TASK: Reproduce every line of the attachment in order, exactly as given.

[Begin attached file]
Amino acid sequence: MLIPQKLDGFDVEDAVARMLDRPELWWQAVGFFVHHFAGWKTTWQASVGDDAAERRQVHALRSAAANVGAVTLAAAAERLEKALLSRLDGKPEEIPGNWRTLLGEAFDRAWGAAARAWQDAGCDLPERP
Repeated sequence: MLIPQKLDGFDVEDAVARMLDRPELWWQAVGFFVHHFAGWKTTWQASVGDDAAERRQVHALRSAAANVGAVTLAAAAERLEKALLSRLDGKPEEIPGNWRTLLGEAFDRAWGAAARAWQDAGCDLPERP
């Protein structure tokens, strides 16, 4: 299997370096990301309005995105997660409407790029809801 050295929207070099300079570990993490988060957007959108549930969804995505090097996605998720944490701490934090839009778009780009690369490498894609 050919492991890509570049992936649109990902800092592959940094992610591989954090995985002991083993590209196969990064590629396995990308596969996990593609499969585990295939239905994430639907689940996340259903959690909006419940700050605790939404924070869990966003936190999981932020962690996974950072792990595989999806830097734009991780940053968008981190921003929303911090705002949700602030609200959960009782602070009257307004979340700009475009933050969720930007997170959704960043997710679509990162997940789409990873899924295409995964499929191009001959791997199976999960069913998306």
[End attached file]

Amino acid sequence: MLIPQKLDGFDVEDAVARMLDRPELWWQAVGFFVHHFAGWKTTWQASVGDDAAERRQVHALRSAAANVGAVTLAAAAERLEKALLSRLDGKPEEIPGNWRTLLGEAFDRAWGAAARAWQDAGCDLPERP
Repeated sequence: MLIPQKLDGFDVEDAVARMLDRPELWWQAVGFFVHHFAGWKTTWQASVGDDAAERRQVHALRSAAANVGAVTLAAAAERLEKALLSRLDGKPEEIPGNWRTLLGEAFDRAWGAAARAWQDAGCDLPERP
């Protein structure tokens, strides 16, 4: 299997370096990301309005995105997660409407790029809801 050295929207070099300079570990993490988060957007959108549930969804995505090097996605998720944490701490934090839009778009780009690369490498894609 050919492991890509570049992936649109990902800092592959940094992610591989954090995985002991083993590209196969990064590629396995990308596969996990593609499969585990295939239905994430639907689940996340259903959690909006419940700050605790939404924070869990966003936190999981932020962690996974950072792990595989999806830097734009991780940053968008981190921003929303911090705002949700602030609200959960009782602070009257307004979340700009475009933050969720930007997170959704960043997710679509990162997940789409990873899924295409995964499929191009001959791997199976999960069913998306």